The AIM-9L added a more powerful solid-propellant rocket motor as well as tracking maneuvering ability. Improvements in heat sensor and control systems have provided the AIM-9L missile with an all-aspect attack capability and improved guidance characteristics. The L model was the first Sidewinder with the ability to attack from all angles, including head-on. An improved active optical fuze increased the missile's lethality and resistance to electronic countermeasures. A conical scan seeker increased seeker sensitivity and improved tracking stability. The AIM-9L is configured with an annular blast fragmentation warhead. Production and delivery of the AIM-9L began in 1976. The all aspect heatseeking Lima model of the established AIM-9 Sidewinder missile was one of the most significant air combat weapons of its time. The AIM-9L did not require a tail chase position to lock on to a tailpipe, and could lock on from any angle including 12 o'clock ie head-on. Soon after deployment the AIM-9L proved that existing air combat tactics were obsolete, since instantaneous turning performance became far more important than sustained turning performance. The ability to point the aircraft's nose at an opponent and quickly fire a missile became far more important than the ability to follow through multiple turning maneuvers to acquire a tail aspect gun/heatseeker firing position. While a tail aspect position did improve the AIM-9L kill probability by reducing the target's evasive maneuver options, the AIM-9L's all aspect performance was still superb, as learned the hard way by the Argentine and Syrian air forces in 1982.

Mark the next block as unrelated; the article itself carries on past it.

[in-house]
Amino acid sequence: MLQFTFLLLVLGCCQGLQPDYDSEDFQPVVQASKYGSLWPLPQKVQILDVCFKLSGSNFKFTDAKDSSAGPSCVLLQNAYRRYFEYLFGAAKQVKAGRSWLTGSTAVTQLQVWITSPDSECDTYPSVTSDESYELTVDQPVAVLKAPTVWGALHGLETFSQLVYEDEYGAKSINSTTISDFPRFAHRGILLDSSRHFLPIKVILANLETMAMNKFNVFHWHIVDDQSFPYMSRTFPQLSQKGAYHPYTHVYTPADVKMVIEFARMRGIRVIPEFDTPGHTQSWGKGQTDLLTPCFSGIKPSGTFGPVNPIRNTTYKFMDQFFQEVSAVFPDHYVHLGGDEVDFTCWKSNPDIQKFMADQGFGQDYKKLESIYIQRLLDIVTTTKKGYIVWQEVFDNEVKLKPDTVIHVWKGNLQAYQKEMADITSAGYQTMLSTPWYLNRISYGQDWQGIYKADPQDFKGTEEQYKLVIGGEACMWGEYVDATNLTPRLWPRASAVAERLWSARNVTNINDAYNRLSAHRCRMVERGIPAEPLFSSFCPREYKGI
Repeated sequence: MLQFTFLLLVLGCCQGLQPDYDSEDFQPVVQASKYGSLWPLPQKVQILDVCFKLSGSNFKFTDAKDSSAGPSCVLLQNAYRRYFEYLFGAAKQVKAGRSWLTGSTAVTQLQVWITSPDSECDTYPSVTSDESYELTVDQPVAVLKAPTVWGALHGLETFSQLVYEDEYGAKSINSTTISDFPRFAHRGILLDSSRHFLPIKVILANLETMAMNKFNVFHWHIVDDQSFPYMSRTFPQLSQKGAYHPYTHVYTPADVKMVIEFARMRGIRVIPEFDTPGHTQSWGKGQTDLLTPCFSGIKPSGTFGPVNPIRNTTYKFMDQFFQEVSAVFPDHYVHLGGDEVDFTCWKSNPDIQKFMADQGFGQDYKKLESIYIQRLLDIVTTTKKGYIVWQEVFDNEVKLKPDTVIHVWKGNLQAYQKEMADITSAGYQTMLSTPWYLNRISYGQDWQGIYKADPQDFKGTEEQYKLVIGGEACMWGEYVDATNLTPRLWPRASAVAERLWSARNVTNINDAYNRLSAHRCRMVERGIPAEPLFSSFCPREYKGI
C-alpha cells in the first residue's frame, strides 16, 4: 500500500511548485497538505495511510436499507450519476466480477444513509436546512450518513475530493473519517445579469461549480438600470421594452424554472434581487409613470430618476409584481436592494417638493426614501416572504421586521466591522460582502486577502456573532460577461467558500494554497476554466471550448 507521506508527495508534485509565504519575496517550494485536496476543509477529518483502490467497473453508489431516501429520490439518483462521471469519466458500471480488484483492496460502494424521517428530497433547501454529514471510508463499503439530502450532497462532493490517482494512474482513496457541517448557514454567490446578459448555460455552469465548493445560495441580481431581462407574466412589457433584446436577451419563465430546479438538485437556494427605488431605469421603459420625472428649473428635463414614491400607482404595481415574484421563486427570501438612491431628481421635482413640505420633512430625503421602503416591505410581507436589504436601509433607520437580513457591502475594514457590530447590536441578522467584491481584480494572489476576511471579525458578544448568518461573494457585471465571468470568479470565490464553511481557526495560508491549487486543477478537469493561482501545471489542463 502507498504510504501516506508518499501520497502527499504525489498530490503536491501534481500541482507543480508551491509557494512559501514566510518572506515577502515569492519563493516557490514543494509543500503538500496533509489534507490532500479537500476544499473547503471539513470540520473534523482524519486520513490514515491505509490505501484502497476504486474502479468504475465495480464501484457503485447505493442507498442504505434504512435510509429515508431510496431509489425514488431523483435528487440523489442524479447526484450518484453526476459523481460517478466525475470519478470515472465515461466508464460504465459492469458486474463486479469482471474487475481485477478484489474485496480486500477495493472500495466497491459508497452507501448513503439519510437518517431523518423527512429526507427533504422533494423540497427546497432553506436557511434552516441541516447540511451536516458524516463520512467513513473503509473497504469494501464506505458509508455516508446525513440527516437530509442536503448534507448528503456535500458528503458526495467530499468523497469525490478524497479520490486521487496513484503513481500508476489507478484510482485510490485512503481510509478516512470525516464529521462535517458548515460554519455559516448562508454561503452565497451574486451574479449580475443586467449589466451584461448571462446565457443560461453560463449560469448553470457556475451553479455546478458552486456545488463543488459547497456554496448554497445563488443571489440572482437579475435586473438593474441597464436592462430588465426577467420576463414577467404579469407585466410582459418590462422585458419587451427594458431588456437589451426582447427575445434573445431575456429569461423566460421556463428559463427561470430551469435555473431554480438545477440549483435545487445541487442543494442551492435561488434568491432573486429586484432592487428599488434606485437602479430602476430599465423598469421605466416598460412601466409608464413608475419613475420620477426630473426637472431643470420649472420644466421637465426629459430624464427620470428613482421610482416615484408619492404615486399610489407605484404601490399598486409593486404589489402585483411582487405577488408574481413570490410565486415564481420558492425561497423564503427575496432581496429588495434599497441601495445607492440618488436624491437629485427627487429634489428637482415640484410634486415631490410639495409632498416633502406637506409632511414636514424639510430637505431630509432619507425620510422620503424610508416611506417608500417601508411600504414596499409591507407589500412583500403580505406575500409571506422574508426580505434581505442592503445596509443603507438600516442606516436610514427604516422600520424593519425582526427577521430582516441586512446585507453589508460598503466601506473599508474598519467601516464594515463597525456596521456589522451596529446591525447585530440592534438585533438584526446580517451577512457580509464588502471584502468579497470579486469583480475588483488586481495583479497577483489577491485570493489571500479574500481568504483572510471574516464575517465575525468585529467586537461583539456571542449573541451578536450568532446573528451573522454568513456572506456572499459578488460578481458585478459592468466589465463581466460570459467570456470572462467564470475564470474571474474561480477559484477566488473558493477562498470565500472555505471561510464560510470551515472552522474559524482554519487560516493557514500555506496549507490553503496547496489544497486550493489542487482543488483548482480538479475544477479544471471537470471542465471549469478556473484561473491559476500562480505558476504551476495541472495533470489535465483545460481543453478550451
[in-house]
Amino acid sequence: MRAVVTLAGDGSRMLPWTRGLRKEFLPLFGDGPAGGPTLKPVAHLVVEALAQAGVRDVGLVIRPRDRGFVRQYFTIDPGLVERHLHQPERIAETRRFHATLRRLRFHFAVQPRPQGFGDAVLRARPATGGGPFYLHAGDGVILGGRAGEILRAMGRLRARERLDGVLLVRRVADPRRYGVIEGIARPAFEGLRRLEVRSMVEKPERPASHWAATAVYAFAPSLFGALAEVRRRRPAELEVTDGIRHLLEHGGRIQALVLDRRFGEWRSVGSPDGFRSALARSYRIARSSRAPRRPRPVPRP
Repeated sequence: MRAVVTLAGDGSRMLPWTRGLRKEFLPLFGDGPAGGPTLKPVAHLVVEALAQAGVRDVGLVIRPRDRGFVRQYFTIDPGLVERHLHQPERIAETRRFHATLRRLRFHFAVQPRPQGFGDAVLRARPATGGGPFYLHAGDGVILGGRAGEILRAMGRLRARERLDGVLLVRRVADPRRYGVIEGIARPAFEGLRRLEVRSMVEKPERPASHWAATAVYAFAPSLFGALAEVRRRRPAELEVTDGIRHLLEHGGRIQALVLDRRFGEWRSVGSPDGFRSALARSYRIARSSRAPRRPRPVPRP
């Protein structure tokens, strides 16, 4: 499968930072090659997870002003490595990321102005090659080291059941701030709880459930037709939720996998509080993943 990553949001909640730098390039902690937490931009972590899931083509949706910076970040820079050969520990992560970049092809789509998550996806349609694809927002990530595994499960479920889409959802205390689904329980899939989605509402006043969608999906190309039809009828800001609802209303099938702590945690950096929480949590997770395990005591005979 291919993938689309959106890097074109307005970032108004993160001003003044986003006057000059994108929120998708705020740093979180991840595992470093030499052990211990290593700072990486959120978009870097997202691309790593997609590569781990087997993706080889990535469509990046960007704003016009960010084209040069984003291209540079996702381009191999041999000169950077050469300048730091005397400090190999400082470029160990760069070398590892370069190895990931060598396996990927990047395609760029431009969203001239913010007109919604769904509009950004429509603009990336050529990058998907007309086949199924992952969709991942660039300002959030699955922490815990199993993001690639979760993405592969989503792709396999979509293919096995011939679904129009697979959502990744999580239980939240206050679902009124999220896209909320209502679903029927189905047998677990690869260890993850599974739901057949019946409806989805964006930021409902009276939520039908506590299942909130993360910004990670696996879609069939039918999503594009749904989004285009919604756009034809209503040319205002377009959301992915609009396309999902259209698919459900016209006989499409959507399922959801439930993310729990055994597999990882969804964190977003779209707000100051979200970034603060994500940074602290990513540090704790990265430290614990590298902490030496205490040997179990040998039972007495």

The AIM-9M missile utilizes a guidance control section with counter-countermeasures and improved maintainability and producibility. The AIM-9M is configured with an annular blast fragmentation warhead.